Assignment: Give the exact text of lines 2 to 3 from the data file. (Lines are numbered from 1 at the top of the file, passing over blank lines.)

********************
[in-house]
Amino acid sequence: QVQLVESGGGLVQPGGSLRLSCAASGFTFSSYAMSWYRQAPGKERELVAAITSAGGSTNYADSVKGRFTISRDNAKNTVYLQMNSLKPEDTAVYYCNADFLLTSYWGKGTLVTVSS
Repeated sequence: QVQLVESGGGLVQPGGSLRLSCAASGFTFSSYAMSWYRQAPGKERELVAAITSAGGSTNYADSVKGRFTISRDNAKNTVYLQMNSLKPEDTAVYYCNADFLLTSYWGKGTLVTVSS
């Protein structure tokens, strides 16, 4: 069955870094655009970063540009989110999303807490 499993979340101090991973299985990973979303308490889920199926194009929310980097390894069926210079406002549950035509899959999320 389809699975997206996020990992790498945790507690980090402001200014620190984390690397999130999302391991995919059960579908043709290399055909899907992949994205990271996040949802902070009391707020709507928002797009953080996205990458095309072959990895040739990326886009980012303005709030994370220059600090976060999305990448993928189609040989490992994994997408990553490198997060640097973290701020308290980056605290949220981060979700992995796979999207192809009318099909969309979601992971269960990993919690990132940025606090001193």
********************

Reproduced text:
Amino acid sequence: QVQLVESGGGLVQPGGSLRLSCAASGFTFSSYAMSWYRQAPGKERELVAAITSAGGSTNYADSVKGRFTISRDNAKNTVYLQMNSLKPEDTAVYYCNADFLLTSYWGKGTLVTVSS
Repeated sequence: QVQLVESGGGLVQPGGSLRLSCAASGFTFSSYAMSWYRQAPGKERELVAAITSAGGSTNYADSVKGRFTISRDNAKNTVYLQMNSLKPEDTAVYYCNADFLLTSYWGKGTLVTVSS